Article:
A pioneering stem cell treatment could avoid thousands of hip replacements – by helping patients ‘regrow’ damaged bone.
Five NHS hospitals will trial the jabs, which doctors claim can regenerate damaged tissue after just one injection. A leading specialist says it has the potential to be ‘life-changing’ for those with bone disease avascular necrosis (AVN). Patients often face years of pain before being considered for a hip replacement.
The new trial will compare the effectiveness of the osteoblastic (bone-forming) product Preob to other treatments, and the trusts taking part – Cambridge University Hospitals, King’s College Hospital London, Newcastle upon Tyne Hospitals, University Hospital Southampton and the Royal Orthopaedic Hospital Birmingham – are among 37 centres across Europe involved. The trial will run until late 2017.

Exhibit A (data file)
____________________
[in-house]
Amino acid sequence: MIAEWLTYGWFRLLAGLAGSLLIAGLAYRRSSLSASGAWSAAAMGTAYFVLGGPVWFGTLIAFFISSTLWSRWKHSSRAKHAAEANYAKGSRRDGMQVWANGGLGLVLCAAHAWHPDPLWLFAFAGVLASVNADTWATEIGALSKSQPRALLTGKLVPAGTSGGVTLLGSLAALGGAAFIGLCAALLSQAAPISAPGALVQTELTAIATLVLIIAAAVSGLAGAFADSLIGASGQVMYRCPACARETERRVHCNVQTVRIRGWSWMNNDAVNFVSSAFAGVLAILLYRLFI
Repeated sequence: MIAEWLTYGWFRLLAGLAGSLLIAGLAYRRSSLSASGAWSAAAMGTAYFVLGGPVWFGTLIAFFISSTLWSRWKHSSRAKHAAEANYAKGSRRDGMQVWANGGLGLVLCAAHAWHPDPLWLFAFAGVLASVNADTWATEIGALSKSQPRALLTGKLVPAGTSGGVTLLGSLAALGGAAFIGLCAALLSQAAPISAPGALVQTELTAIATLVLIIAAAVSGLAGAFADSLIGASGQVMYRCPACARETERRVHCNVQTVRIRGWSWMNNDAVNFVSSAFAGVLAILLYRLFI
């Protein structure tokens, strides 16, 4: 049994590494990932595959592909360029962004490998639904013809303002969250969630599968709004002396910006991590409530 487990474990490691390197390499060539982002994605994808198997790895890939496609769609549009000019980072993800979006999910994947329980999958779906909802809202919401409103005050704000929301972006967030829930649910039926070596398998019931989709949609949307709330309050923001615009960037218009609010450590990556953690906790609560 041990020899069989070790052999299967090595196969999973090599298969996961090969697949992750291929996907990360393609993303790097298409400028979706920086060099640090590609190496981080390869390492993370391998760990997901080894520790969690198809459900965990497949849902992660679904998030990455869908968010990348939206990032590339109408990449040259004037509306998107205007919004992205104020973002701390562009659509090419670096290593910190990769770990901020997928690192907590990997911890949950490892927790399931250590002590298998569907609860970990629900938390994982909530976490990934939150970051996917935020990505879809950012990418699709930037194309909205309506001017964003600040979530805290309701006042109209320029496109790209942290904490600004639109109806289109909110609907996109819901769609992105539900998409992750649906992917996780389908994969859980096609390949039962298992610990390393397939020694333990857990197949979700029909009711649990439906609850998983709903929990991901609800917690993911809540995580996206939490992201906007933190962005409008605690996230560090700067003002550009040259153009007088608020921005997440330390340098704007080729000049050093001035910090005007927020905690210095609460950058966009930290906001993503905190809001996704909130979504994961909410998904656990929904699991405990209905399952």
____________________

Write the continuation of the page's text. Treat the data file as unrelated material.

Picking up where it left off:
The procedure involves taking bone marrow from the patient and harvesting their stem cells, which have the unique ability to change into different cell types. The cells are processed in a laboratory to turn them into bone-forming cells, and then injected through the skin into the faulty hip bone tissue to ‘regrow’ it.
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